As the Supreme Court explained in Cosmopolitan Shipping Co. v. McAllister:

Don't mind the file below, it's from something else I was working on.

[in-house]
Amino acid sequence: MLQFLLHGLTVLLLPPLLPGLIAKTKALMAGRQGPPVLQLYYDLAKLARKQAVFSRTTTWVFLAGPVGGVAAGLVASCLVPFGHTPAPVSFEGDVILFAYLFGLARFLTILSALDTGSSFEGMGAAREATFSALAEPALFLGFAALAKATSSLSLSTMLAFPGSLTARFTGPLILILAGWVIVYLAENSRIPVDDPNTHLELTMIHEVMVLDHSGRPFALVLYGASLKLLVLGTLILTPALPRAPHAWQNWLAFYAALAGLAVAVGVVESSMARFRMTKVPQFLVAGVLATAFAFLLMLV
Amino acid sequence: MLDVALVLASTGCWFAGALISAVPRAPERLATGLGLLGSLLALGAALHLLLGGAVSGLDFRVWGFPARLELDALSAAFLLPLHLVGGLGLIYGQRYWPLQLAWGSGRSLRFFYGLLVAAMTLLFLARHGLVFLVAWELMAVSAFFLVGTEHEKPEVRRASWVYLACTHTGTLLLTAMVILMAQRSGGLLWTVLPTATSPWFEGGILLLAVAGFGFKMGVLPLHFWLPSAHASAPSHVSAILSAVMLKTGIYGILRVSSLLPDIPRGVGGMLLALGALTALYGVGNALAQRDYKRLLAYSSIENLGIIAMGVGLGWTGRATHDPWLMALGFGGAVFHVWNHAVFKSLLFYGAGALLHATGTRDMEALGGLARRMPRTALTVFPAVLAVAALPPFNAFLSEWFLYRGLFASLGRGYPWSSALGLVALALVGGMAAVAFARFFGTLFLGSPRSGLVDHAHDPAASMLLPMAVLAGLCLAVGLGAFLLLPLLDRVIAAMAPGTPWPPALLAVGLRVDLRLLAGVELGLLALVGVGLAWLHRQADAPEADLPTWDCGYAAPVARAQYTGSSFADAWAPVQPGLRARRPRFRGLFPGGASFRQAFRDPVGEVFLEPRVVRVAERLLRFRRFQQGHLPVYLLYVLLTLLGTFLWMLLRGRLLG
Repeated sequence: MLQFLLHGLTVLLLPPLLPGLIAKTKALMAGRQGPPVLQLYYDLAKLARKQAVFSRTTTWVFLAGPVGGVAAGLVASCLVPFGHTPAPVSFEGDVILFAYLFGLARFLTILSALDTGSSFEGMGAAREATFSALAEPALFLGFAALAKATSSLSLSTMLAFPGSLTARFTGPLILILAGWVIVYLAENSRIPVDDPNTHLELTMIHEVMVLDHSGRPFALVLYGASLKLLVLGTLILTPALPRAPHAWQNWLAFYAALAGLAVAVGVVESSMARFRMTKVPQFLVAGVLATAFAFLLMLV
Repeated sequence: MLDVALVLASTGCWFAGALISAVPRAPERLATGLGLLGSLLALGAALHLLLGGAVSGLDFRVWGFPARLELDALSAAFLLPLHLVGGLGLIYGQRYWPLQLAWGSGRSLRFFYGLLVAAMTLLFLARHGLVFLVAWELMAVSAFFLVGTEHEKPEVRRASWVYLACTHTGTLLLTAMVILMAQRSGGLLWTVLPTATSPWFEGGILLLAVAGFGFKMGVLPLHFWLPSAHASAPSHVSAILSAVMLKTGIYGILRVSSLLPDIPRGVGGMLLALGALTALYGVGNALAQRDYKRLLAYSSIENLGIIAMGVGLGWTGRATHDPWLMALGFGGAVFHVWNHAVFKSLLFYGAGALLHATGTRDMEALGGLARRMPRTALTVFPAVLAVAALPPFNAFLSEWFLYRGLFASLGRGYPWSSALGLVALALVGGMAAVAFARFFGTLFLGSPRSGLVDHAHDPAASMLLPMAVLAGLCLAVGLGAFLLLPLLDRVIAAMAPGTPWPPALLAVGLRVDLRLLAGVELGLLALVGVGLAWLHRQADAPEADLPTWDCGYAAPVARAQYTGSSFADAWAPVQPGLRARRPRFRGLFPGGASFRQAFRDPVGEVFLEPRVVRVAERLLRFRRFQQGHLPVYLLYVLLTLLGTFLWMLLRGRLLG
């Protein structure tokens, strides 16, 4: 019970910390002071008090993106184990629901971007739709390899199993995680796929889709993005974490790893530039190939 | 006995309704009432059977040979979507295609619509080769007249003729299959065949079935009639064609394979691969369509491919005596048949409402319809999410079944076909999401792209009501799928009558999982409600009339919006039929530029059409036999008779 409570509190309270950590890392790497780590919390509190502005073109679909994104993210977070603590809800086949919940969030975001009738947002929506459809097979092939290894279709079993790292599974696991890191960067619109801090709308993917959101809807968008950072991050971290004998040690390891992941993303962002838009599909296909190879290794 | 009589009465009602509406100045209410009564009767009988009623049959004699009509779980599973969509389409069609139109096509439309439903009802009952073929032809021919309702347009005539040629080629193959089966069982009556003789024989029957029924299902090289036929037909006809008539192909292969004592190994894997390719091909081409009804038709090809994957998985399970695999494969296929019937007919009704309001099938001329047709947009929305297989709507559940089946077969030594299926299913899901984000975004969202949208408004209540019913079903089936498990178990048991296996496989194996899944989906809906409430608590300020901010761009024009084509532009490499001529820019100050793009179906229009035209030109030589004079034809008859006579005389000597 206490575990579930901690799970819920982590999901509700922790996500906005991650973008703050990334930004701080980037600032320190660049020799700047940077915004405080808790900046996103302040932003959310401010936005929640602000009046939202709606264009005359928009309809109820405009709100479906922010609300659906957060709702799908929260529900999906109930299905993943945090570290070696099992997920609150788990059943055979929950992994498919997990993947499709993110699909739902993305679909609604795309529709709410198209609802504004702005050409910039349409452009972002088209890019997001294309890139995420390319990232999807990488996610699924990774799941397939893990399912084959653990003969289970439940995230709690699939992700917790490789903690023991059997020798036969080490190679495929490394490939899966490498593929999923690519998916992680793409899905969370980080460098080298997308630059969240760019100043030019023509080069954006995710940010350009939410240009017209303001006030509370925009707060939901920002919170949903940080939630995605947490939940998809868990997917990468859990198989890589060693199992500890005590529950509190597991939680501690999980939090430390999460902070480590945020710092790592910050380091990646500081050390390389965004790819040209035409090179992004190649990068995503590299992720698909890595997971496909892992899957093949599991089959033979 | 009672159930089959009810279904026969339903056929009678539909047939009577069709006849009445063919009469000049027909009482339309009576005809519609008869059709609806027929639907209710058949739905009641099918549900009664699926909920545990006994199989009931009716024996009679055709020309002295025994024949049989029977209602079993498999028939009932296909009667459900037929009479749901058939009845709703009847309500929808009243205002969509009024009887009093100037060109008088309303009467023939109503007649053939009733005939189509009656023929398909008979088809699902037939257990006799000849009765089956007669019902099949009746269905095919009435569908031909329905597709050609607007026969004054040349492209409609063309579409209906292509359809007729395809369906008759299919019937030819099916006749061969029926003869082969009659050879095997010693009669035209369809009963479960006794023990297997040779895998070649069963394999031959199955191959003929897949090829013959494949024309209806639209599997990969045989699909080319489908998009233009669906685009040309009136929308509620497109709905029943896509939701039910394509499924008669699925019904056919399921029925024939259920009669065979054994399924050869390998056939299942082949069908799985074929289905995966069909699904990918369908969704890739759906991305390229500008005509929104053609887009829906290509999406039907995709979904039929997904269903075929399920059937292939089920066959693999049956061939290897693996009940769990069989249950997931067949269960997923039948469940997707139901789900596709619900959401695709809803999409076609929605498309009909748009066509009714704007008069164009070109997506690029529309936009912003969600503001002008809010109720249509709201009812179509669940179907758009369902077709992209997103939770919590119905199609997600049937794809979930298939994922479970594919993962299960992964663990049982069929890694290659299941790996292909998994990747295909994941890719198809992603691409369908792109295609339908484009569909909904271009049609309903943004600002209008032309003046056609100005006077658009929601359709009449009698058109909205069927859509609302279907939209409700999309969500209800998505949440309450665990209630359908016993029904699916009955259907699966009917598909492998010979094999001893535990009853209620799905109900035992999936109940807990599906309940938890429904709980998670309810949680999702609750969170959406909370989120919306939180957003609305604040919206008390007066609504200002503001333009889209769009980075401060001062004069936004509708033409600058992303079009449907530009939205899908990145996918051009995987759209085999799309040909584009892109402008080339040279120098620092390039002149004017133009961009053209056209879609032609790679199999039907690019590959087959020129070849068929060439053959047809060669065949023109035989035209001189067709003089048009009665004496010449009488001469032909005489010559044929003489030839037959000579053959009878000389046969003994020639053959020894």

At the time of the wartime requisition of the privately owned merchant fleet, the government administrative agencies concerned gave careful study to the question of whether the crews were to be employees of the shipping companies or of the United States. There were outstanding many collective bargaining agreements between the private shipping companies and the maritime unions. It was manifestly undesirable to disturb these existing agreements and for the Government to negotiate new ones. Yet it was essential that the masters and crews be government employees in order to obviate strikes and work stoppages, to insure sovereign immunity for the vessels, and to preserve wartime secrecy by confining all litigation concerning operation of the vessels to the admiralty courts where appropriate security precautions could be observed. The service agreement, therefore, provided that the officers and men to fill the complement of the vessel should be procured by the general agent through the usual channels upon the terms and conditions customarily prevailing in the services in which the vessels were to be operated. These men, however, were to be hired by the master of the ship and were to be subject to his orders only. The responsibility of employing the officers, so the Regulations show, was vested exclusively in the master, and the men so hired became employees of the United States and not of the general agent.